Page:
Wednesday, October 22, 2014

Obesity Related Complications

Managing Overweight Children

Childhood obesity is best treated by a non-drug, multidisciplinary approach, including diet, behavior modification, and exercise. Children should be screened for obesity at age 6, and referred to weight management programs if needed at that time. Moderate-to-intense programs have the highest rate of success with children and adolescents. These programs include counseling and behavior modifications.

Evidence suggests that reducing calories by only 200 - 260 per day would prevent weight gain in most overweight children. Here are some tips for children who are overweight:

  • Limit (or avoid, if possible) take out, fast foods, high-sugar snacks, commercial packaged snacks, soda, and sugar-sweetened beverages (including too much juice).
  • Let children snack but make sure the snacks are healthy. Eating small frequent healthy meals (instead of two or three large ones) has been associated with being thinner and having a better cholesterol profile.
  • Let children choose their own food portions. One study indicated that children naturally ate 25% less when they chose their own portion size. When they were given larger portions their bite sizes were larger and they ate more.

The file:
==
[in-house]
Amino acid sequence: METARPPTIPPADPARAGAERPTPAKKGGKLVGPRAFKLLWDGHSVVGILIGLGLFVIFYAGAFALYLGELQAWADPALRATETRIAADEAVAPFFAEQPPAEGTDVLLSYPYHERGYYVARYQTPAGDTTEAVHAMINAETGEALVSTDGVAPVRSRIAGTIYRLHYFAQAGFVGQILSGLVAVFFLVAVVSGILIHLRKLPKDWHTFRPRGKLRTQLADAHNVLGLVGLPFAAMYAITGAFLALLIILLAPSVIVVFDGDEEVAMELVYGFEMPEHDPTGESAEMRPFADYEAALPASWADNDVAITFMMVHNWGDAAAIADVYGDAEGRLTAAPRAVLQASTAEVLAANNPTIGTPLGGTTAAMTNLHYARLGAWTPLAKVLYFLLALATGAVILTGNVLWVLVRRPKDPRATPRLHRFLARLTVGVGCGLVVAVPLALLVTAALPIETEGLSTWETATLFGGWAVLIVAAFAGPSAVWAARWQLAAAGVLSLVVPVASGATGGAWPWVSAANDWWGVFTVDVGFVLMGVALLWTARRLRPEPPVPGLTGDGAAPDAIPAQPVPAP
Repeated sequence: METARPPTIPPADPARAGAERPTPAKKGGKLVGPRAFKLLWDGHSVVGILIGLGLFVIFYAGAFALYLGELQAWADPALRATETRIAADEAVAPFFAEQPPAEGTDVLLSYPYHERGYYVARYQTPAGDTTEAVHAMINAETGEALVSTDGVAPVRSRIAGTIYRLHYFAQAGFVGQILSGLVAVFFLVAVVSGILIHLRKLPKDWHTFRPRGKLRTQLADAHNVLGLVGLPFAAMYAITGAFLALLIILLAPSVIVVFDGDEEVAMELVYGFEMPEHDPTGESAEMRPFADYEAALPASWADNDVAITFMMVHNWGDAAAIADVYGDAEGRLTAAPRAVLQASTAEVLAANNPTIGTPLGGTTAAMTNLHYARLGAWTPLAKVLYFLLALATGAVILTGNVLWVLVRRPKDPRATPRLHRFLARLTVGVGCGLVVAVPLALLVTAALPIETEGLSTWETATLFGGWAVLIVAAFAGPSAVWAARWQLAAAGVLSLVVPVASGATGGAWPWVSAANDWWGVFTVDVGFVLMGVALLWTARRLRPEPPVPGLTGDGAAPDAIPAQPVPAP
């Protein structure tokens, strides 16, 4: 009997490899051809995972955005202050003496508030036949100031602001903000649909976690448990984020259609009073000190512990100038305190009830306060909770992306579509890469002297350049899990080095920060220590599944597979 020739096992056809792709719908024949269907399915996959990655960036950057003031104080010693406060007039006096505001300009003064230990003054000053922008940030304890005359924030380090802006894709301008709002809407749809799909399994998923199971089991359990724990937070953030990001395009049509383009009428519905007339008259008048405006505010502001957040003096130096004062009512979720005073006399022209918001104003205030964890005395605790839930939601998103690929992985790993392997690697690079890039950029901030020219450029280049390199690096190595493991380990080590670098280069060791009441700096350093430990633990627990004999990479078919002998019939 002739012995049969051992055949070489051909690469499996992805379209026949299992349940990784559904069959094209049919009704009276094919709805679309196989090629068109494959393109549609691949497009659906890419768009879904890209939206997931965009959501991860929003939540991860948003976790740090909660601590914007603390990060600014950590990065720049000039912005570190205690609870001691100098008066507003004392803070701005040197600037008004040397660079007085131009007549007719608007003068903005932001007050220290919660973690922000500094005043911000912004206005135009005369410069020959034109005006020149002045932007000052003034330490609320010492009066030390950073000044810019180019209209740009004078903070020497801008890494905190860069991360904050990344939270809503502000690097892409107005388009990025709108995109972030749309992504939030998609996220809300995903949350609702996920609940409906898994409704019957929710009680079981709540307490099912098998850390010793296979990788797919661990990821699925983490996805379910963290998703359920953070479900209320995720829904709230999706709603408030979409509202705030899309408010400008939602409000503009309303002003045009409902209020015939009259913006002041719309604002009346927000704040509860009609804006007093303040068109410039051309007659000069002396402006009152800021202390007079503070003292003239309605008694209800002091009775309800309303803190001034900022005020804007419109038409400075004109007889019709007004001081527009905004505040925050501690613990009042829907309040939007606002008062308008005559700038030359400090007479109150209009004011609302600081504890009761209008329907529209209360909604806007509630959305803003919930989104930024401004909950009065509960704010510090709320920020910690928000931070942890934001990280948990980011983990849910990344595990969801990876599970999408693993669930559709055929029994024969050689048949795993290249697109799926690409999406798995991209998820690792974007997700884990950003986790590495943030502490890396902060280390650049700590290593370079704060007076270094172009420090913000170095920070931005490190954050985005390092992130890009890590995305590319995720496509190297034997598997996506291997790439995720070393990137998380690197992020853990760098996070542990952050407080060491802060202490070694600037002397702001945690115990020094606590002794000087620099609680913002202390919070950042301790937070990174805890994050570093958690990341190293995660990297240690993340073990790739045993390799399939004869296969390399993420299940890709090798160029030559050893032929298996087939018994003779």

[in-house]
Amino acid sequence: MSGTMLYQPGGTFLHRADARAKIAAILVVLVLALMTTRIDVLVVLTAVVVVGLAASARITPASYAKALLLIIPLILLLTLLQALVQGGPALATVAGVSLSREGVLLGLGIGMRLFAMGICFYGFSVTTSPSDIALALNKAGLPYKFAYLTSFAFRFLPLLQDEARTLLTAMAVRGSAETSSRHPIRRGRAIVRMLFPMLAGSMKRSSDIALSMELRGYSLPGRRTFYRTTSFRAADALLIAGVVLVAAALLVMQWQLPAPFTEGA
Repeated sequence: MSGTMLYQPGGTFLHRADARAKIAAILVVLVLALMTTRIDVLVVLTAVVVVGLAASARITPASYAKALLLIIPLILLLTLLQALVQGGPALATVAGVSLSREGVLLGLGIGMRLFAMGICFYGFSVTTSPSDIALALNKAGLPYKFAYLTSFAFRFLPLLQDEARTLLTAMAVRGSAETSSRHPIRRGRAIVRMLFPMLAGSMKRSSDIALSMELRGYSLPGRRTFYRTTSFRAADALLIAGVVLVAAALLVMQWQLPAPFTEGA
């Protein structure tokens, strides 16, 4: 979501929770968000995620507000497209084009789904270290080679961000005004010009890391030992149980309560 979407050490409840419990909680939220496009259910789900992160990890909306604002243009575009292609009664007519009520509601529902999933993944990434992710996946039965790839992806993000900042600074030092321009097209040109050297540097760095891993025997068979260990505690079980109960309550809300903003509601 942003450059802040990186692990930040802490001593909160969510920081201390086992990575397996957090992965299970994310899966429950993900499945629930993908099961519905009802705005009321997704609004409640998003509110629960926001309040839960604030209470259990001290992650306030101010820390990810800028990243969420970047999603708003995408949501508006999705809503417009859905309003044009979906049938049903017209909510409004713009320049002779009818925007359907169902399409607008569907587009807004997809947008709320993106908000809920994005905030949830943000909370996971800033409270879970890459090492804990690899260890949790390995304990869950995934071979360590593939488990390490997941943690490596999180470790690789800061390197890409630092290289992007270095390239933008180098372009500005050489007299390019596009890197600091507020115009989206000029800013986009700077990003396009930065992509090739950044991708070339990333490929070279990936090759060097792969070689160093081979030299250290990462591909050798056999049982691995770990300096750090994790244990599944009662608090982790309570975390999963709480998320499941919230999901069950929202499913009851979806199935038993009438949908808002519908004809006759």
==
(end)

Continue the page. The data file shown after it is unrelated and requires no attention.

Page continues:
• Do not criticize a child for being overweight. It does not help, and such attitudes could put children at risk for eating disorders, which are equal or even greater dangers to their health.
  • Limit television, video games, and computer use to a few hours a week. This can contribute significantly to weight control, regardless of diet and physical activity.
  • For young children, try the traffic-light diet. Food is designated with stoplight colors depending on their high caloric content: Green for go (low calories), yellow for "eat with caution" (medium calories), and red for "stop" (high calories).
  • Try a low glycemic index diet. This may be as beneficial, possibly more, than a standard reduced-fat diet in overweight children. Such a diet focuses on certain carbohydrates (for example, dried beans and soy), which raise blood sugar more slowly than other types of carbohydrates. This diet is sometimes used in diabetes, and as a dietary approach in overweight adults. [For more information, see In-Depth Report #42: Diabetes Diet.]

We Can! (Ways to Enhance Children's Activity & Nutrition) is a new national program designed to help children live healthier lives. This program "focuses on three important behaviors: improved food choices, increased physical activity and reduced screen time." We Can! Is a collaboration of the National Heart, Lung, and Blood Institute; the National Institute of Diabetes and Digestive and Kidney Diseases; the National Institute of Child Health and Human Development; and the National Cancer Institute.

Support Groups and Behavioral Approaches

Commercial and Nonprofit Support Programs for Weight Loss. There are many different types of weight-loss program. (This report cannot address all of the many commercial and nonprofit weight-loss programs currently available, nor can it assess their claims.)


Review Date: 04/14/2010
Reviewed By: A.D.A.M. Editorial Team: David Zieve, MD, MHA, and David R. Eltz. Previously reviewed by Harvey Simon, MD, Editor-in-Chief, Associate Professor of Medicine, Harvard Medical School; Physician, Massachusetts General Hospital (4/14/2010).

A.D.A.M., Inc. is accredited by URAC, also known as the American Accreditation HealthCare Commission (www.urac.org)